Brother Dominique-Benoît explains: “Fraternal correction concerns every sin, whether venial or mortal, because every sin wounds, even kills, charity. Therefore, fraternal correction should not be limited only to serious faults; it also has its role for lesser faults that can lead to more serious faults. ‘The blade of grass is the origin of the trunk, because the trunk when it is born is only grass. By watering this grass you make a trunk out of it,’ St. Augustine wrote. For example, gluttony can be just a slight lack of temperance in drinking, but if this tendency is not corrected, it runs the risk of developing into capital sin,” the Dominican illustrates.
Should you correct your spouse, boss, or grown-up children?
Yes, but with finesse. Fraternal correction can only take place between two morally equal persons; that is, without one having authority over the other. “This is the case in equality within the couple, between brothers and sisters, between baptized persons in the Christian community,” explains Brother de La Soujeole. The parish priest is first of all a baptized person, and if I, a lay person, see him committing a fault against the morals common to all in the Church, fraternal correction has its place there. Where it is not a relationship of equality, there is room for paternal (from superior to subordinate) correction.
However, “if a subordinate sees a superior committing a fault against the morals common to all, he will address his superior not as superior but as brother and therefore as equal. For the relationship between parents and children, the correction will be paternal or maternal as long as the child is not an adult. When the child reaches adulthood, correction becomes fraternal because of a certain moral equality between adults. But it is necessary to have the spirit of finesse: the experience that a parent has of life and of his or her children can place them, even between adults, in a certain position of superiority.”
If I can’t convince my brother or sister, should I persevere or give up?
It is important to carefully evaluate the situation. St. Augustine, taken up by St. Thomas Aquinas, admits the possibility of abstaining from reprehending and correcting those who do evil for three reasons:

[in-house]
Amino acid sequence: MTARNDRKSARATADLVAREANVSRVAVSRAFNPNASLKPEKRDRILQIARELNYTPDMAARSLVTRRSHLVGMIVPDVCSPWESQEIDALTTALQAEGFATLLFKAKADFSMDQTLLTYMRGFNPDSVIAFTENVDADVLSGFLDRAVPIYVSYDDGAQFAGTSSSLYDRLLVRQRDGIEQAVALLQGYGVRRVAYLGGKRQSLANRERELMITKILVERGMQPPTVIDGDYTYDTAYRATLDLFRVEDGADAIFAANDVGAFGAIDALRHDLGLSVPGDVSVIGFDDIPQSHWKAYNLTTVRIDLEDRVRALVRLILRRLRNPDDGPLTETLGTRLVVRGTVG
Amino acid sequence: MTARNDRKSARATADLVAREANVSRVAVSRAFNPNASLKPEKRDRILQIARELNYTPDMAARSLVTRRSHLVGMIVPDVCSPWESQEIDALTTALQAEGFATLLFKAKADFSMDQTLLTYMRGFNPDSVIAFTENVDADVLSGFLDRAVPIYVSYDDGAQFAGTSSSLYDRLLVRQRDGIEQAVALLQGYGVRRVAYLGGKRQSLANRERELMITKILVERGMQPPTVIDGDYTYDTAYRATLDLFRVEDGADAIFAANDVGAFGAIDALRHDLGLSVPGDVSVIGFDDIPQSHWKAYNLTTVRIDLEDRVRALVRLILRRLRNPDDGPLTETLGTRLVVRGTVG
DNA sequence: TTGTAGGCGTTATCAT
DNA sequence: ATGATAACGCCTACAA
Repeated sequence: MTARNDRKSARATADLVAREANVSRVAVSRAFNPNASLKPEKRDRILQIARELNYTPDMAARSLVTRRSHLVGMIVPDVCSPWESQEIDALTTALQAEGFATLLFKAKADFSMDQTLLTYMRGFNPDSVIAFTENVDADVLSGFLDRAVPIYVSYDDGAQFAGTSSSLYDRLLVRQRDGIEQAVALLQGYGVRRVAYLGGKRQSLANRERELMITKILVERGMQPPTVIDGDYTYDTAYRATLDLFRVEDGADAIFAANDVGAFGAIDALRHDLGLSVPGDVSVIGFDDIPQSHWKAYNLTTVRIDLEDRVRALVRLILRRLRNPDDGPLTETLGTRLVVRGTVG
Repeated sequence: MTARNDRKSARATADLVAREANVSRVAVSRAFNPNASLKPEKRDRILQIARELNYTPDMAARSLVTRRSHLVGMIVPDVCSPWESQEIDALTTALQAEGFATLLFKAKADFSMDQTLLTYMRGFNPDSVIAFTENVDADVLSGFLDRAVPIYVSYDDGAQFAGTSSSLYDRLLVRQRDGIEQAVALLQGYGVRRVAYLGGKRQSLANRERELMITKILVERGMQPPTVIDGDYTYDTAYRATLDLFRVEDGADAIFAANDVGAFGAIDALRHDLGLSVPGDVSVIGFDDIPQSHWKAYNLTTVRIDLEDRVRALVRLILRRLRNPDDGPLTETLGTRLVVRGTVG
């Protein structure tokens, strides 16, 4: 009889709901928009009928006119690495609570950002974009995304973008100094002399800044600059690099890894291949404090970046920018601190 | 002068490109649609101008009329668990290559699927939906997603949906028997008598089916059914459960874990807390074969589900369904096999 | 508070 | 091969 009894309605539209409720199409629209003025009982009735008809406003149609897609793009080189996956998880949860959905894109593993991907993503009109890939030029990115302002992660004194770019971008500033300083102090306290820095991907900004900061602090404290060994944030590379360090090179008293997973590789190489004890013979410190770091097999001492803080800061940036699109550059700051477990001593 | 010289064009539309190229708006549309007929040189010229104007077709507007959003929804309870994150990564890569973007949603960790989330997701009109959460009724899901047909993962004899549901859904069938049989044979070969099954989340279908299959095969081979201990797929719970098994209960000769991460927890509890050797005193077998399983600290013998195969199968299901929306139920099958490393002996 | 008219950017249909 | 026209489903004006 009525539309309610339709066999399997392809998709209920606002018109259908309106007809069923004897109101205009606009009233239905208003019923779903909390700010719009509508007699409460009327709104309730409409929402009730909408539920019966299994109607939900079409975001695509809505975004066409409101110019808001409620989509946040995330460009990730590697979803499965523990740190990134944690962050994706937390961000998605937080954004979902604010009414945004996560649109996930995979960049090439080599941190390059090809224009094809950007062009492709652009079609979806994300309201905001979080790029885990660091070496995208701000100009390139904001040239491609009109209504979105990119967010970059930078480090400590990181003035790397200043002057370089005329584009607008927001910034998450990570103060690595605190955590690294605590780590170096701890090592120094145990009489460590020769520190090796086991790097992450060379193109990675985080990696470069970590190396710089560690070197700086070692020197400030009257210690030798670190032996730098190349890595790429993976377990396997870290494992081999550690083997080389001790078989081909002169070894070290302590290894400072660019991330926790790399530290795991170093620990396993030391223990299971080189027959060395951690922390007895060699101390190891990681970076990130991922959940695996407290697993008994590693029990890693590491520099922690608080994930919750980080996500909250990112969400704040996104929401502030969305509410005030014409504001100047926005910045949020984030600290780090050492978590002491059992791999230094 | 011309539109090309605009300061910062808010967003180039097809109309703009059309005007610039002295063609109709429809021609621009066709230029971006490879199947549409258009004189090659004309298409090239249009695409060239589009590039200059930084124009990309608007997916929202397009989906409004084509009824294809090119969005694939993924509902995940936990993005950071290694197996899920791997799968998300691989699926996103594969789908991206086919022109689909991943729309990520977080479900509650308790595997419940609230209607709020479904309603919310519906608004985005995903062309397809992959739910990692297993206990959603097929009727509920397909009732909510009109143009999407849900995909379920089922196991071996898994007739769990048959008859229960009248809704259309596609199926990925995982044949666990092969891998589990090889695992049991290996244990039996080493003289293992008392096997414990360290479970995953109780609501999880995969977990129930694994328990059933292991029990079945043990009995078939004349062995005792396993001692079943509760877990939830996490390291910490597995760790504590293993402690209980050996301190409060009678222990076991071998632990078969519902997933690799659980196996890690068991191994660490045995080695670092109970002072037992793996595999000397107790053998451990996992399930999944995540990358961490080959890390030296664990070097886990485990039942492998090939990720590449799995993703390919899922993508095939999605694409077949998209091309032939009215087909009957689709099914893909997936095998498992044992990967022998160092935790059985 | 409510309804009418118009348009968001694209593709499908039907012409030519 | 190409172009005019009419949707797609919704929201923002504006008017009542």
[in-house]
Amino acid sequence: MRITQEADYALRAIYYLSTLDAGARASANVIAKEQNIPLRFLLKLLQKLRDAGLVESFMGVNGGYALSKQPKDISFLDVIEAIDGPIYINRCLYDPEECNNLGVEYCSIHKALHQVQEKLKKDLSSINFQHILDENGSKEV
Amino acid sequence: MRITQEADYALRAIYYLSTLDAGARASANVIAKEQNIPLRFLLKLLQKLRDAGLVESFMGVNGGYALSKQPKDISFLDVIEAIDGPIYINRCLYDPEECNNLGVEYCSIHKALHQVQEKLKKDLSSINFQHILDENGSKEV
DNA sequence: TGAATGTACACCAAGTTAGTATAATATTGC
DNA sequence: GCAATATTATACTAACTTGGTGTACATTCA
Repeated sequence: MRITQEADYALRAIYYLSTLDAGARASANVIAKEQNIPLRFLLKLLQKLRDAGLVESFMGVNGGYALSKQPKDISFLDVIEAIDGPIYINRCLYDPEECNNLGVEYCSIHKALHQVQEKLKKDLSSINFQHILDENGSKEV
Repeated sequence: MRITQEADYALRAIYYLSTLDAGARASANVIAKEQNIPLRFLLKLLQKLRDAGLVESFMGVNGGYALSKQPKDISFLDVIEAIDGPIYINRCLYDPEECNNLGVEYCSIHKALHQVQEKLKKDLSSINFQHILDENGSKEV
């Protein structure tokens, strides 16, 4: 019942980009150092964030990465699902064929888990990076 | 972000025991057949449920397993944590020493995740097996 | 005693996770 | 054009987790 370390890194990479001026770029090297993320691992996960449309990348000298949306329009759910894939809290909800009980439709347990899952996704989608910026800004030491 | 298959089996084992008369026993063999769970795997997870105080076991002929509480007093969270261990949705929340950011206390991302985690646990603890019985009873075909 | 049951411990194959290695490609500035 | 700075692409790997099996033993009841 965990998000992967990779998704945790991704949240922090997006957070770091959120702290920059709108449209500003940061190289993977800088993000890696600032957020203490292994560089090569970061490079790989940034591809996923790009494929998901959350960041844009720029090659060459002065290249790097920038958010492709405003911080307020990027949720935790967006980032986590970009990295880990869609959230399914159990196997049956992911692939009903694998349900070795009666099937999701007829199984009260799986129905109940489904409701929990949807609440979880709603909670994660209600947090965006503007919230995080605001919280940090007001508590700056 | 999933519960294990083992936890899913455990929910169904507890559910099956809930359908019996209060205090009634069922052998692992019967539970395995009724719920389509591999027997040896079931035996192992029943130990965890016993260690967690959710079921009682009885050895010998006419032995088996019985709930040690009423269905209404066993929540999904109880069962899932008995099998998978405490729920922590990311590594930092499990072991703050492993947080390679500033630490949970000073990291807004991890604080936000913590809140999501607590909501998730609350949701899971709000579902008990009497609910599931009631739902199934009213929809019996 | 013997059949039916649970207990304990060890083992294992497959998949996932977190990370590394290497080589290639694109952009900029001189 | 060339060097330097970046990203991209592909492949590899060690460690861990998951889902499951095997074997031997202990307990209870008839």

- Because you are waiting for the right moment.
- Because you are afraid it will make the situation worse.
- Because you are afraid that by putting pressure on them, they will drift away from the faith.
St. Thomas adds that “if it puts an obstacle in the way of our brother’s return to the right path, which is the end being sought, fraternal correction is no longer appropriate.” Brother Dominique-Benoît de La Soujeole analyzes: “Putting fraternal correction into practice, like practicing any virtue (here, merciful charity), must be regulated by the virtue of prudence, which has two aspects to it. From the intellectual point of view, it takes into consideration the specific case from the point of view of truth: is such act as committed by my brother a sin in and of itself and in the precise circumstances of the case? But prudence is also a (primary) moral virtue in the sense that it must analyze the probability of success of what is being proposed to correct the specific case in question. If, from the intellectual point of view, it is verified that there is sin, from the moral point of view, the question will have to be asked: should I intervene now? Am I in a good position to do so? If not, should I inform someone better positioned than me? If so, what is the best way to proceed? In other words, I must seriously assess how I carry out the intervention.”
Shouldn’t I get my own house in order first?
The Gospel says it all. “Why do you look at the splinter in your brother’s eye, but do not notice the log that is in your own? Or how can you say to your brother, ‘Let me take the splinter out of your eye,’ and behold, a log is in your own eye? You hypocrite, first take the log out of your own eye, and then you will see clearly to take the splinter out of your brother’s eye.” (Matthew 7:3-5). In approaching our brethren to correct them, we do not claim to be blameless and above criticism. Fraternal correction is not a judgment but mutual fraternal help. “Therefore, I too must make myself accessible to the corrections of others, and perhaps even of the brother or sister I am correcting.”
How to stop judging others so much